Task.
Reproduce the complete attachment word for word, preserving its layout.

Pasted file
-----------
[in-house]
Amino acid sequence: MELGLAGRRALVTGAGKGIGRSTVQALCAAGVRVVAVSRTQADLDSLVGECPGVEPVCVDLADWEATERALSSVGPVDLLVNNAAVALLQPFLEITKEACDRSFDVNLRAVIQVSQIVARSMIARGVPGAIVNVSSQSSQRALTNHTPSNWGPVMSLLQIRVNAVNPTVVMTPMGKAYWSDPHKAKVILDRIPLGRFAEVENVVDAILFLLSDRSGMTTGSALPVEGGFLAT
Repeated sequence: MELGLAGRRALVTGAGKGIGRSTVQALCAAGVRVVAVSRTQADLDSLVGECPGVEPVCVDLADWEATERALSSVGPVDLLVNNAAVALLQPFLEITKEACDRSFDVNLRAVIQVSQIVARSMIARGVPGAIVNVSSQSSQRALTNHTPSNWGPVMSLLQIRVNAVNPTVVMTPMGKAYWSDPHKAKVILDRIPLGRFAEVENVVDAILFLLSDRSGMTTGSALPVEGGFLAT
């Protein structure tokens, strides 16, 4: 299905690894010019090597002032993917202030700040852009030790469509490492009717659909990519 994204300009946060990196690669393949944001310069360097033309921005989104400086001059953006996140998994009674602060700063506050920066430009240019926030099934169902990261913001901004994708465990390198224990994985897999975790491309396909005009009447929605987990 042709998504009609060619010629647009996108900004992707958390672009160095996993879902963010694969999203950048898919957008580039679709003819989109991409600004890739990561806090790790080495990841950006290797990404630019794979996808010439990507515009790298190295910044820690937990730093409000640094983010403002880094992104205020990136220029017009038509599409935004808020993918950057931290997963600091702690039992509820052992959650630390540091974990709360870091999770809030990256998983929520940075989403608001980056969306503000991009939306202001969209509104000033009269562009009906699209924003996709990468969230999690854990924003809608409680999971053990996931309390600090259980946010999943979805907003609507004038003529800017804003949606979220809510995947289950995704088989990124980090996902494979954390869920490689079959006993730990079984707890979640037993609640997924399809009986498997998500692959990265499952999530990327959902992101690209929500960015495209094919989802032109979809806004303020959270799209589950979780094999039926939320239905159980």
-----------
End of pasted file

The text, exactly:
[in-house]
Amino acid sequence: MELGLAGRRALVTGAGKGIGRSTVQALCAAGVRVVAVSRTQADLDSLVGECPGVEPVCVDLADWEATERALSSVGPVDLLVNNAAVALLQPFLEITKEACDRSFDVNLRAVIQVSQIVARSMIARGVPGAIVNVSSQSSQRALTNHTPSNWGPVMSLLQIRVNAVNPTVVMTPMGKAYWSDPHKAKVILDRIPLGRFAEVENVVDAILFLLSDRSGMTTGSALPVEGGFLAT
Repeated sequence: MELGLAGRRALVTGAGKGIGRSTVQALCAAGVRVVAVSRTQADLDSLVGECPGVEPVCVDLADWEATERALSSVGPVDLLVNNAAVALLQPFLEITKEACDRSFDVNLRAVIQVSQIVARSMIARGVPGAIVNVSSQSSQRALTNHTPSNWGPVMSLLQIRVNAVNPTVVMTPMGKAYWSDPHKAKVILDRIPLGRFAEVENVVDAILFLLSDRSGMTTGSALPVEGGFLAT
């Protein structure tokens, strides 16, 4: 299905690894010019090597002032993917202030700040852009030790469509490492009717659909990519 994204300009946060990196690669393949944001310069360097033309921005989104400086001059953006996140998994009674602060700063506050920066430009240019926030099934169902990261913001901004994708465990390198224990994985897999975790491309396909005009009447929605987990 042709998504009609060619010629647009996108900004992707958390672009160095996993879902963010694969999203950048898919957008580039679709003819989109991409600004890739990561806090790790080495990841950006290797990404630019794979996808010439990507515009790298190295910044820690937990730093409000640094983010403002880094992104205020990136220029017009038509599409935004808020993918950057931290997963600091702690039992509820052992959650630390540091974990709360870091999770809030990256998983929520940075989403608001980056969306503000991009939306202001969209509104000033009269562009009906699209924003996709990468969230999690854990924003809608409680999971053990996931309390600090259980946010999943979805907003609507004038003529800017804003949606979220809510995947289950995704088989990124980090996902494979954390869920490689079959006993730990079984707890979640037993609640997924399809009986498997998500692959990265499952999530990327959902992101690209929500960015495209094919989802032109979809806004303020959270799209589950979780094999039926939320239905159980």